Of data and servers, a cautionary tale

This is the final blog in a four-part series delving into information security concerns and what you can do to keep your organisation safe.

An interesting hack was brought to my attention by our ever-vigilant National Support Manager not so long ago, and it highlights what is frequently a blind spot in IT security.

The hack in question was a data leak for a site called "Beautiful People", a dating site where existing members get to vote on whether new members are approved based on their physical characteristics. I'm not going to comment on my feelings about the site's concept, that's outside the scope of this article. What is within the scope of this article, though, is that their production website was not hacked at all. The data (details of 1.1 million users) was taken from an Internet-facing test system.

Under the radar

Information breaches have gained a lot of press in recent years. As a result, there's an increasing focus on Information Security. Organisations are engaging security consultants, installing firewalls, implementing policies, and generally lifting their infosec game. This is a good thing. However, most of the attention is focused on securing the front doors. In the case of Beautiful People, their primary web servers were properly secured. However, while all eyes were on the front door (the public website), nobody noticed that the tradesman's entrance (the test system) was open, and a big "please come in" sign was plastered above the lintel.

Beautiful People uses a MongoDB backend. MongoDB access (at least for the version they're running) is unauthenticated by default. Access control is supposed to be handled by specifically allowing access from legitimate IP's and blocking everything else. For their production servers, this was done. For their test servers it wasn't. (A similar situation existed and data leaks have happened for ElasticSearch databases). As a result, all of the Beautiful People information was exposed to the Internet. Beautiful People have said that the data was copied to the test system last July, so newer member details haven't been accessed. However, that also means the data has been accessible since last July.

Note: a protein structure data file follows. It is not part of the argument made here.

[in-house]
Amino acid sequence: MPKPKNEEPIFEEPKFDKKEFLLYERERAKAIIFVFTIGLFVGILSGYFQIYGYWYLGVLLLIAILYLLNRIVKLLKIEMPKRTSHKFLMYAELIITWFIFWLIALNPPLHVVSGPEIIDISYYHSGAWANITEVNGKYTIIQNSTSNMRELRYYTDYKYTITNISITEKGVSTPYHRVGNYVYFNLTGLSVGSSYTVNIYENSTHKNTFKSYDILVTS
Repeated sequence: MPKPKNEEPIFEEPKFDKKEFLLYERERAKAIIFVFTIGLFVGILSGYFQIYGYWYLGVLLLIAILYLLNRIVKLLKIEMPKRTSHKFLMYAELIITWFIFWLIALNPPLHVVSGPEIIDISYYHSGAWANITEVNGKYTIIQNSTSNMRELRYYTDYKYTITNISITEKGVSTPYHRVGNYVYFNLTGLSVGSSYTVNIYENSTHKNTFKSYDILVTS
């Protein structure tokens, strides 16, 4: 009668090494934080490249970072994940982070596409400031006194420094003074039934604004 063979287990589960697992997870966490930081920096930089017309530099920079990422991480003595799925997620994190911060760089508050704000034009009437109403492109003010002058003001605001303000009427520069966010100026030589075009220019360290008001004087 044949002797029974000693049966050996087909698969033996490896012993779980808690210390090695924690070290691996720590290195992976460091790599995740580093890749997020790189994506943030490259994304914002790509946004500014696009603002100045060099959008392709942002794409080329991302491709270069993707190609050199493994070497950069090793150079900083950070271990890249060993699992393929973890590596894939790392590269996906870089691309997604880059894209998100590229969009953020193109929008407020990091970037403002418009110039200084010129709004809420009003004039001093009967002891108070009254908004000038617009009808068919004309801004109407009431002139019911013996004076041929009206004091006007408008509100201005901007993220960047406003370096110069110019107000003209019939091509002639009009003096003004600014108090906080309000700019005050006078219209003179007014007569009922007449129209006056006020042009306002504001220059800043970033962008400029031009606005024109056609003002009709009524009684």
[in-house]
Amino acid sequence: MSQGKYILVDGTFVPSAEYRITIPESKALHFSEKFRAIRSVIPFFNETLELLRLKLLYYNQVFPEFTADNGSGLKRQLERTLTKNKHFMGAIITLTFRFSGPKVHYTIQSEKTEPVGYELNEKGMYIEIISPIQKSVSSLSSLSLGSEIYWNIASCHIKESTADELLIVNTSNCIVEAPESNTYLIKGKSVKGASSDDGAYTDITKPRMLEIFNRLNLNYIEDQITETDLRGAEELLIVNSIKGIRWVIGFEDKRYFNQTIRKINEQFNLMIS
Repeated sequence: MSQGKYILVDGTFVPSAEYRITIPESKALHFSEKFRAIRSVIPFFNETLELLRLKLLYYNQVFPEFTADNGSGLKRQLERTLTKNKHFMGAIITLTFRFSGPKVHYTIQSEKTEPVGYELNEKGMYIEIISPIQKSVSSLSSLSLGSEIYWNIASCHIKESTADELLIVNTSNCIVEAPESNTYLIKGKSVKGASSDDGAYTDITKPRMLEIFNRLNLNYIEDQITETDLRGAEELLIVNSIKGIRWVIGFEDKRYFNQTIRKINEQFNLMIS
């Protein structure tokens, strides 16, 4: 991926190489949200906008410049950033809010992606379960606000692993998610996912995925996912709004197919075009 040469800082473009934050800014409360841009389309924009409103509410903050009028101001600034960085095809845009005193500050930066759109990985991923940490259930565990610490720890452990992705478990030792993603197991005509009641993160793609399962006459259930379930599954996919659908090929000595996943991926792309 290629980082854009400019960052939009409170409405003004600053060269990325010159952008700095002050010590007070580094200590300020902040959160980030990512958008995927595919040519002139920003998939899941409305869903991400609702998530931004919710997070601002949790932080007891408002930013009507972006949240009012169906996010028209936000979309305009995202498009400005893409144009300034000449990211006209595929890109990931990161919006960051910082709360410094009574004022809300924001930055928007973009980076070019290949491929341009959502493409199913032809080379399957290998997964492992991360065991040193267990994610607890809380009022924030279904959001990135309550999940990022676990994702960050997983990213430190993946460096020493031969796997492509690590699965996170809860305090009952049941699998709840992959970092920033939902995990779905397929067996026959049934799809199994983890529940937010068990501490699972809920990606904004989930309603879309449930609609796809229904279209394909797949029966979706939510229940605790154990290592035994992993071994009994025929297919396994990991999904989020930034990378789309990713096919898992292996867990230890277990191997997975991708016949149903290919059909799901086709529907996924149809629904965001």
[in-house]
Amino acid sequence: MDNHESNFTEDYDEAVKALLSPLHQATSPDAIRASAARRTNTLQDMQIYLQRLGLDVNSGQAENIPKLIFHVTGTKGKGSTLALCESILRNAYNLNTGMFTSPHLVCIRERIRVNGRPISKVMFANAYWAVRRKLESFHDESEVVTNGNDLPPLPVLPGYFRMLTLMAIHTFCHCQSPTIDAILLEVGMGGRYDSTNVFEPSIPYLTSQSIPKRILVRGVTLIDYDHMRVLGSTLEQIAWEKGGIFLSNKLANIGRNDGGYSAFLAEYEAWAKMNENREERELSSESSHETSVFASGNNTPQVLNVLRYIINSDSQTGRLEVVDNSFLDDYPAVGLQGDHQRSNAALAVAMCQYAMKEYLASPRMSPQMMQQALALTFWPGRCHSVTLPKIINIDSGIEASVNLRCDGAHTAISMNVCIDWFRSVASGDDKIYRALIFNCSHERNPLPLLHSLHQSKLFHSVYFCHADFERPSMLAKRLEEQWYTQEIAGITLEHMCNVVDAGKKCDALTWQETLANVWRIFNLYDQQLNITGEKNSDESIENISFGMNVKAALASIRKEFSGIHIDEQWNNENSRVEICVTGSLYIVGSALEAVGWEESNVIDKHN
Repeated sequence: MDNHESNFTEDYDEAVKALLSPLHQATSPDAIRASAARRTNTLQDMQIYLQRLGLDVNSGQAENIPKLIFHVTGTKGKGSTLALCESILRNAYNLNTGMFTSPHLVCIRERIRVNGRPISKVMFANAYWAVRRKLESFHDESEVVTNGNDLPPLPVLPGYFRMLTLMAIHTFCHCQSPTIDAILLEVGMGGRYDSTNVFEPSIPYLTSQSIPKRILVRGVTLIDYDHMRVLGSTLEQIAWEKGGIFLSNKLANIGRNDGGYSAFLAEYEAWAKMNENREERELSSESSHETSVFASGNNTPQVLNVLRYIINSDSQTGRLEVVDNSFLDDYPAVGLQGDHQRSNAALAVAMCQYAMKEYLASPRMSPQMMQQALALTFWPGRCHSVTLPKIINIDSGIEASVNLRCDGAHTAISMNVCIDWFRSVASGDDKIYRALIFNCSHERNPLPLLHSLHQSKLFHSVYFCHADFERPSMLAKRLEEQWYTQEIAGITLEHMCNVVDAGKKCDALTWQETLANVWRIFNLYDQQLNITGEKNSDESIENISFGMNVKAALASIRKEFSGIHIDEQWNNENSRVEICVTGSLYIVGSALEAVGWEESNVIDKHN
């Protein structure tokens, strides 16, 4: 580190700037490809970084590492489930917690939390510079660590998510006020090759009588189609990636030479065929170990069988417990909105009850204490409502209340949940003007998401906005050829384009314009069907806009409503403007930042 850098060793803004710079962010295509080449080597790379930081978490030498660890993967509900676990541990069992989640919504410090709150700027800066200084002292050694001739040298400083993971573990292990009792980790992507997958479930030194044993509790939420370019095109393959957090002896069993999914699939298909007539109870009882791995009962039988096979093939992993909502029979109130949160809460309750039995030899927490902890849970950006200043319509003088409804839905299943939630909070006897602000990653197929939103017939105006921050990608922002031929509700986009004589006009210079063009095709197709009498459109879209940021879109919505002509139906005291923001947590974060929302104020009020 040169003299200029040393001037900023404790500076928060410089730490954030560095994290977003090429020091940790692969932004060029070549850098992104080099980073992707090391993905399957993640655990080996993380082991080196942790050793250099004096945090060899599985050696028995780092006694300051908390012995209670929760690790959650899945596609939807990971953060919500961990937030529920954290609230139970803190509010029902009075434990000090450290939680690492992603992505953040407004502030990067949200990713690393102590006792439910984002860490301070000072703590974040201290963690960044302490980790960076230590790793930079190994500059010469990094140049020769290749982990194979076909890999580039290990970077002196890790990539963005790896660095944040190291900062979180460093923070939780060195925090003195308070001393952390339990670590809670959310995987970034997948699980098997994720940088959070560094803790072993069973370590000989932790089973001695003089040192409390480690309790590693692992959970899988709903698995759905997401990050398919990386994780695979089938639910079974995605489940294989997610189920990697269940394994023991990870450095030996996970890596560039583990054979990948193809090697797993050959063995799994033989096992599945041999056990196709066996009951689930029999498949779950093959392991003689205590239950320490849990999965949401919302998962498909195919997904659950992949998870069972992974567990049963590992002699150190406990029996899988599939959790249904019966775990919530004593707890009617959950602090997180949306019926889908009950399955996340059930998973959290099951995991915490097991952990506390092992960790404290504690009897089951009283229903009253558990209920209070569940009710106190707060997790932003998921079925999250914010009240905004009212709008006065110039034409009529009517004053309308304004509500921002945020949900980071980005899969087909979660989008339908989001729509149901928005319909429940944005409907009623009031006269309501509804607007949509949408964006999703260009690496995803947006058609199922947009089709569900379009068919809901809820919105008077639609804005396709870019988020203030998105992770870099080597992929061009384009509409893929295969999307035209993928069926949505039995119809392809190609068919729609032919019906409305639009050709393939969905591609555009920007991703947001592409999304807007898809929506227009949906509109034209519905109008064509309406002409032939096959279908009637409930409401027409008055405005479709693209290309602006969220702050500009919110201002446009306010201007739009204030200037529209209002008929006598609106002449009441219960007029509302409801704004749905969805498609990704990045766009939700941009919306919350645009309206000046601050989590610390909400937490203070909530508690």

If it's on the interney

I'm sure the IT people who ran up the test system didn't suspect they were exposing all of their user data. The system had no DNS entries to point people at it, and it wasn't well known outside of the company. However, there are well known, freely available services that scan the entire Internet and allow users to search the results. In this instance, it was easy for attackers to find a list of unsecured MongoDB databases and check them for content. The person who reported the issue used a search engine called Shodan which is widely used by penetration testers, information security consultants, and hackers.

The message from the Beautiful People breach is clear - security by obscurity is not a valid information security strategy.

Security decisions need to consider the data

The underlying issue here is that the system was not considered to be a target because it was a test system. However, the data on the test system was production data. Because the data on the system was confidential, the test system should have been classified as confidential and the same protections put in place as for the production system.

Similar situations happen all the time.

  • Developers run up virtual machine on their unsecured laptop using production data to test changes take them to insecure environments
  • Business execs import production data into spreadsheets on their laptops so they can generate reports at home
  • Backups are put on optical and USB media and left around the office
  • Backups are stored in "cloud storage" services for easy access and sharing

Once the data is away from the production servers, it's often no longer considered. The risk is overlooked because "it's just a test machine" or "it's just a backup." IT teams focus on protecting their servers. However, the hackers' end goal is not the servers, it's the data. And if it's exposed, they'll find it.

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